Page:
RZA - Afro Samurai: The Resurrection OST
Robert Diggs AKA Bobby Digital AKA Rzarector AKA The Abbott AKA RZA. As the founder of hip hops first global institution the Wu-Tang clan, RZA has always been a busy man. Just how busy is partly explained by the aforementioned series of pseudonyms that he has recorded or been known under. It is pretty much a given that RZA will go down as one of the most prolific and talented hip hop producers of his or any generation; the first Wu-Tang Clan album is widely regarded not only as a breakthrough work but also a bona fide classic. Determined to expand his work output RZA produced the soundtracks for Quentin Tarantino’s ‘Kill Bill’ movies to stunning effect, and it’s the combination of these two elements that we find ourselves at with ‘Afro Samurai: The Resurrection OST’.
‘The Resurrection’ isn’t by any means a RZA solo album, that is yet to come in the mouth watering form of ‘The Cure’ scheduled for release sometime around the end of the year. What we have here is the soundtrack for a anime style movie that is released on DVD in the states next month before hitting the UK shores shortly after. ‘Afro Samurai’ was first aired in 2007 both as a series and successful movie featuring, as you may guess, an Afro Samurai swinging swords and generally indulging in ninja related shenanigans. The sequel ‘The Resurrection’ is a much bigger affair altogether, with characters voiced by Samuel L Jackson, Lucy Liu and Mark Hamill of Luke Skywalker fame, it is to spawn video games, toys and all manner of spin offs in the coming months.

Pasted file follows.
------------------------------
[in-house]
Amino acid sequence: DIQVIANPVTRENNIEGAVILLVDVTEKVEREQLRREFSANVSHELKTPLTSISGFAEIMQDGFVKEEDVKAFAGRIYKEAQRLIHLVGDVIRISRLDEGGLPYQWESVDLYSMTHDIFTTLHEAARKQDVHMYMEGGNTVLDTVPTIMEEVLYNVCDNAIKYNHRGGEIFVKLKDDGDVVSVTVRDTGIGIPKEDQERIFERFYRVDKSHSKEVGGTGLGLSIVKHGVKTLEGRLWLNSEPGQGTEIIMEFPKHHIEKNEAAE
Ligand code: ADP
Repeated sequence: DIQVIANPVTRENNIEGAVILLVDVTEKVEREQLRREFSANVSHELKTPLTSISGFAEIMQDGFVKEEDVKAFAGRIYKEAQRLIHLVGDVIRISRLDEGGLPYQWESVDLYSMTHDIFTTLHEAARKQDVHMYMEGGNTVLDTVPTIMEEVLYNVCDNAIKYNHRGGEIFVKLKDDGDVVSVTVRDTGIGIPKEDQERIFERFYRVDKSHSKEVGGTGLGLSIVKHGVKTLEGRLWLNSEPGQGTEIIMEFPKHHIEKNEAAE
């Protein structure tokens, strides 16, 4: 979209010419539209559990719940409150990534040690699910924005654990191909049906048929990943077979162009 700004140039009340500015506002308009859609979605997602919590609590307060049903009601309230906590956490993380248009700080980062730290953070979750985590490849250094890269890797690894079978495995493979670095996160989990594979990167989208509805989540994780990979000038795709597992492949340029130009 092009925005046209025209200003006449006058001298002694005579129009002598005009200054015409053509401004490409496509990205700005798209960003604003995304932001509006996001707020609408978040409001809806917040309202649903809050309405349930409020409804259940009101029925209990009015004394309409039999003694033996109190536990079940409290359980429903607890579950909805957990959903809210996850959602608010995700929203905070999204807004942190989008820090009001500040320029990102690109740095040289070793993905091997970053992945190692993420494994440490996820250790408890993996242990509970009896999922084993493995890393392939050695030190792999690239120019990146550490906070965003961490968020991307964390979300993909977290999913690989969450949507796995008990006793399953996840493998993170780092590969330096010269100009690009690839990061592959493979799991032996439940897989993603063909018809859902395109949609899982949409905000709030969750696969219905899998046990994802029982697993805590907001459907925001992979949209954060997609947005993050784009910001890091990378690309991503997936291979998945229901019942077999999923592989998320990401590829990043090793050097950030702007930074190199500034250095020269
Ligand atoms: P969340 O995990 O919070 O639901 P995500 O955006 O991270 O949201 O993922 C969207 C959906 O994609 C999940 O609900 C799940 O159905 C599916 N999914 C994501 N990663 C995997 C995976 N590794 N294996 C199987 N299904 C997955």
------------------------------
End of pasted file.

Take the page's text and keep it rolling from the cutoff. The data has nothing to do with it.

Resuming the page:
The RZA’s production is the first thing to stand out; inventive samples and snippets of movie dialogue lay side by side with tearing bass lines and crunching beats. As expected, there is a whole host of guest rappers on display here, clearly chosen carefully for each track to complement its sound. Inspectah Deck, Ghostface Killah and Killa Priest represent the Wu-Tang stable with the likes of Rugged Monk, 9th Prince, Rah Digga and Kool G Rap also featured. A surprise lays in the guest appearance of none other than Sly Stone who also voices a character for the movie.
The style of production ranges from track to track. ‘Whar’ bubbles along like an outtake from The Gravediggaz first album and for me is the standout track with Ghostface Killah delivering a verse that is up there with some of his best. ‘Bloody Days Bloody Nights’ borrows synth key stabs from the ‘Scarface’ soundtrack whilst ‘Bloody Samurai’ would have been at home in either of the ‘Kill Bill’ soundtracks. The stomping beats of ‘You Already Know’ are reminiscent of a tougher New York sound and is full of the sort of production 50 cent would be right at home on. The mellower sounds of the Wu-Tang Clan surface on ‘Yellow Jackets’ with minimal beats leaving a foundation for a simple guitar refrain to run throughout.
Although it is, I find it difficult to just view this as a soundtrack. They are normally tedious affairs that I find hard work unless you have a particular love of the film that it is scored for. ‘The Resurrection’ however doesn’t subscribe to that theory, it can be listened to as a stand alone album, no knowledge of the film needed, perfect! As a hip hop fan it’s rewarding to simply sit back and listen to it at that level.
Fans of the Wu-Tang Clan or any of RZA’s respective projects will find plenty here to like, perhaps even parts to love. At 17 tracks it is perhaps a little long and could benefit from a one or two track cull; but as with most OST’s I appreciate each track probably relates to a key sequence in the movie. That grievance aside I found a lot of time for ‘The Resurrection’ and I for one am looking forward to seeing a cartoon ninja with an afro swing his sword in the forthcoming movie.